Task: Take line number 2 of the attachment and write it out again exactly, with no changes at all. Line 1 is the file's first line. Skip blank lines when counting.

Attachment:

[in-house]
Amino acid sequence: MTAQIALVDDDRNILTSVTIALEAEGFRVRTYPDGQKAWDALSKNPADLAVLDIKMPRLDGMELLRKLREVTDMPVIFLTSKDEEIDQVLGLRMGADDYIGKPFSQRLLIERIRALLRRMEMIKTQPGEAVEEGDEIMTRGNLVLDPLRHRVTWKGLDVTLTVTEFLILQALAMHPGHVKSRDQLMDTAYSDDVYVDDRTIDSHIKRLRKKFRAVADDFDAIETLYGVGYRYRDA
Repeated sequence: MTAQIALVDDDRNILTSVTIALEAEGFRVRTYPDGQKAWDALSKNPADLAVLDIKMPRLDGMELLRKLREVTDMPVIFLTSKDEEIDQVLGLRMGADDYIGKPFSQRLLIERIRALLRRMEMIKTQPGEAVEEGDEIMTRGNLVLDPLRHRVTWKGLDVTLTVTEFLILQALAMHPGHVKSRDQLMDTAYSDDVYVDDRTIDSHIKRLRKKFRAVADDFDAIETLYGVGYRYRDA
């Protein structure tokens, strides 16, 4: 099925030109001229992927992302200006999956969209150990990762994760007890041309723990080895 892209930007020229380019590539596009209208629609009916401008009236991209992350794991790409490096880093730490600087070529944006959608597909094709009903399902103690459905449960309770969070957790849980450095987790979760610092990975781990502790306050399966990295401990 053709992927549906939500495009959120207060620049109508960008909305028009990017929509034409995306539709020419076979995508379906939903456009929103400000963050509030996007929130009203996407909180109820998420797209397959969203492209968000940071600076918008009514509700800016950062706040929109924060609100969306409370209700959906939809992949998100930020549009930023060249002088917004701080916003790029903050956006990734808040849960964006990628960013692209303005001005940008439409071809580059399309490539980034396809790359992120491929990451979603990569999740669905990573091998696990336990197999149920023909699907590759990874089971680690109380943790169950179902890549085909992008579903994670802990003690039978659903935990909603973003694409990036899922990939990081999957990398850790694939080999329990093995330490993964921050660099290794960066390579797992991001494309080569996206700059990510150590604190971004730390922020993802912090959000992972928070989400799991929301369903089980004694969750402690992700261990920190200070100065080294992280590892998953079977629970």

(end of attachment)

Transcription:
Amino acid sequence: MTAQIALVDDDRNILTSVTIALEAEGFRVRTYPDGQKAWDALSKNPADLAVLDIKMPRLDGMELLRKLREVTDMPVIFLTSKDEEIDQVLGLRMGADDYIGKPFSQRLLIERIRALLRRMEMIKTQPGEAVEEGDEIMTRGNLVLDPLRHRVTWKGLDVTLTVTEFLILQALAMHPGHVKSRDQLMDTAYSDDVYVDDRTIDSHIKRLRKKFRAVADDFDAIETLYGVGYRYRDA